Friday, August 30, 2002

Rotten Egg

The manager at Gascogne sent an empathetic response to my e-mail and apologized, saying she "felt sad reading your note because I have a very nice staff, unfortunately there is always the proverbial rotten egg in the basket!"

She then explained that she was grateful that I had sent her the e-mail and that to call her ahead of time if I ever decide to return. So I replied.

"Thank you for your reply. After writing the e-mail, I went back to the City Search New York Web site ( to see if others had similar experiences. Then I was reminded why I had chosen your restaurant in the first place - the comments regarding superior service were nearly unanimous. You have explained and I now realize that misfortune may have paired that particular waiter with us and that he may have been the exception, not the rule.

"I have no immediate plans to return to New York, but when I do, I'm willing to give Gascogne another try.

"Thanks again for your thoughtful response."

Walk in the City

My car stalled yesterday, so this morning, my sister dropped me off on Kapiolani, and I walked about a mile to work. It's interesting the things you miss when you drive on a street. Walking puts sidewalk life in the center of your world for the moments you pass by.

I always wondered what it was like to live in those cinderblock apartments along Kapiolani. This morning, I saw people sitting out on their lanai, guys shirtless, peering at the sidewalk life, unharried. I walked farther and heard rock music from behind white curtains. I saw entrances that were supposed to have iron gates, removed somehow, and neglected. I saw how dusty some walkup stairs were and just how dark and just how blue they were. Then the litter. Tons of smashed paper cups and Pepsi cans and straws embedded in patches of grass along the sidewalk. Made me question what motivates a person to actually toss trash in such visible places.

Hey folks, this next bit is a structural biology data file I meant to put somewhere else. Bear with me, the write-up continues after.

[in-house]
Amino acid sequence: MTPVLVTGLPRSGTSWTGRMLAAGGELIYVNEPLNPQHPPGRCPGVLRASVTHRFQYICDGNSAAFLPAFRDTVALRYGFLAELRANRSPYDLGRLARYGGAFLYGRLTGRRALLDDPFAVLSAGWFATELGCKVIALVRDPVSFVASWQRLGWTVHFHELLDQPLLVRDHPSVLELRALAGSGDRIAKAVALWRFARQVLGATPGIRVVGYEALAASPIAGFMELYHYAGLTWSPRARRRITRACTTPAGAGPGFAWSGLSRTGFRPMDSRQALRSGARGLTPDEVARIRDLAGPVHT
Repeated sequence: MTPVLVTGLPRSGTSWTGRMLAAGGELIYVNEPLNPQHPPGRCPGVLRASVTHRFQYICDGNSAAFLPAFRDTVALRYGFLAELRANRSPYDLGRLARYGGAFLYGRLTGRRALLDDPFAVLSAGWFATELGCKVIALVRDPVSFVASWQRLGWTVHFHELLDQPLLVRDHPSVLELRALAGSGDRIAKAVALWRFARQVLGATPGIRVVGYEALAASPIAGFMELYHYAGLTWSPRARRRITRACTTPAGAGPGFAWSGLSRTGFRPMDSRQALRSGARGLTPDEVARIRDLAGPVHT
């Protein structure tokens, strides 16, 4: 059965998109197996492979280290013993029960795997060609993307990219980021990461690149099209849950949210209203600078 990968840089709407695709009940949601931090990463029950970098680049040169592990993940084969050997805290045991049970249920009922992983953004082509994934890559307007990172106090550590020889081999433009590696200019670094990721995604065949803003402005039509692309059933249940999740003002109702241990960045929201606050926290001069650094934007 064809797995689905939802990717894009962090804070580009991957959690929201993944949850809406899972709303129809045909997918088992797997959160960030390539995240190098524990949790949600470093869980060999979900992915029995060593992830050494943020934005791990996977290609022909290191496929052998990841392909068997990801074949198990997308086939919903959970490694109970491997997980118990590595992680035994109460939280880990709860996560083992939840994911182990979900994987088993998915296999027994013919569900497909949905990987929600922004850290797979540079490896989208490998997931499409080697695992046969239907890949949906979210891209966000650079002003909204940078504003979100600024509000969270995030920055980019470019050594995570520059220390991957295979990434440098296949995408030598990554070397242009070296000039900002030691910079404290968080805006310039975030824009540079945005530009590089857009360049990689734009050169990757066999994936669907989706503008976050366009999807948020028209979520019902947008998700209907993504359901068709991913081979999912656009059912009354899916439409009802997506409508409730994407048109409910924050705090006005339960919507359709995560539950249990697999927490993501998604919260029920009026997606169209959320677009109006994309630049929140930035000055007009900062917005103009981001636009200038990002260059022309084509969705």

Posted by ruth at August 30, 2002 10:16 AM

Becoming to You

How did
I become
So ordinary
So soon?

I wrote that early in February of this year. Today, I went through off-line journal entries and was struck by my thoughts and transformations along the way.

People are fickle. One moment, I could be the mysterious Queen of the Desert, the next, I become, oh, the girl next door. It can be cause for great disturbance and grave depression. Or, a source of amusement.

Naomi told me a couple nights ago that people have to see each other through God's eyes. If not, we will always fall prey to someone's perception of "boring." You know, she's right. She always is.
I am thankful for the fickle nature of people, lest I wouldn't have learned such great lessons and embraced such great loves.


Based on what I learned in the last year, I have managed to establish some philsophies. Here's a working list, which I will keep updating from time to time:

  • Everyone's story matters. Mine does, too.
  • No one is boring.
  • No form of communication should be undermined - This includes media such as e-mail, instant messaging, phone, person-to-person. Also includes methods, like speaking, writing, dancing, non-verbal cues, omissions, implications.
  • I should seek to be a student of everyone I meet. I should seek to be a teacher of everyone I meet.
  • I will require that others be only themselves.
  • Everyone has an infinite inner space, and searching this vast space will never leave me discontent in this life.
  • Never call any place "unexciting."
  • Never call anyone "unexciting."
  • We all have something to offer now. We don't have to wait around till we become a little more accomplished, since that day may never quite come. Sing, write, play - do it now.
  • A person is beautiful for who she is as she becomes, not for who she will become.
  • There is something inside of me that refuses to just throw myself at a man. Not anymore. I don't deserve that.

Posted by ruth at August 30, 2002 05:40 PM

wonderful insight and lessons.
Posted by: kane on September 4, 2002 06:18 PM

Wednesday, August 28, 2002

Not Recommended

On my New York trip, I surprised my boyfriend with a dinner at a French Restaurant on 8th and 20th called Gascogne.

And a surprise it was. Bad customer service came at such a high premium. It's been awhile since the event occured, but I didn't want to let them to never know how bad they were. So I e-mailed them this note ...


Unfortunately, the service I received from your waiter the night of Aug. 3